These two French Quarter buildings formerly housed Hurwitz-Mintz Furniture, with large, deep floorplates suited to furniture display and storage. To adapt these buildings for use as contemporary residences, the design needed to accommodate present life-safety code requirements, new building services, and a logical, clear plan with access to natural light.
Trapolin-Peer Architects’ new office space utilized the original building façade of a historic structure in the 800 block of Tchoupitoulas Street to create a modern and collaborative studio space for the firm. This pre-turn-of-the-century building is one of the few remaining designs in New Orleans by James Dakin, a preeminent architect of that time. Originally a three story structure built in 1846 by Sidle and Stewart, the the building has been home to Rowland Redmond, the Royal Broom factory and most recently Standard Supply and Hardware.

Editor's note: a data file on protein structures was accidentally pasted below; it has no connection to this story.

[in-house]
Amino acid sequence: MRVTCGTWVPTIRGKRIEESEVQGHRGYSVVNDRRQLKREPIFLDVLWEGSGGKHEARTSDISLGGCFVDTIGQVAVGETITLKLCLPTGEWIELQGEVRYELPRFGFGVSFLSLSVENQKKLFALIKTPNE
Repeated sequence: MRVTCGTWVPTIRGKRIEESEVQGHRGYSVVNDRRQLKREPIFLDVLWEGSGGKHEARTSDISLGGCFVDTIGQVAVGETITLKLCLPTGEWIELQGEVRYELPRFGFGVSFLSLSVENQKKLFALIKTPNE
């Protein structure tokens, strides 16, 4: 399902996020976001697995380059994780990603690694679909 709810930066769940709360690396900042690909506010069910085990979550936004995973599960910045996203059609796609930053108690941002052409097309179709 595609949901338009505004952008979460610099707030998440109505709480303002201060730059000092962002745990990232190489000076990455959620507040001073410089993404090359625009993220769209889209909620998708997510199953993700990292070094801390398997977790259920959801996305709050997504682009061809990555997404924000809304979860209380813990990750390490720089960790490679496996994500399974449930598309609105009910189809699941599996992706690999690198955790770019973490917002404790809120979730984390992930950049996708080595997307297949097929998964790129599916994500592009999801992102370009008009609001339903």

In keeping with the building’s historic and cultural past, the granite sills and masonry walls, common to the Warehouse District, were preserved and exposed as architectural design elements. Behind the preserved façade the ground floor is open to accommodate retail tenant space, while the upper two floors house the firm’s office and design studio. The upper floor of the design studio space is set back from the street and screened from pedestrian view, preserving the scale and character of Tchoupitoulas Street. Inside, the building features wood-accented contemporary finishes, custom millwork, and architectural lighting that complement the open floor plans of the offices, studio, and conference rooms. Interior glass walls allow natural light to filter from the street through to the interior offices, while a courtyard in the rear brings natural light and views to open studios and work-space.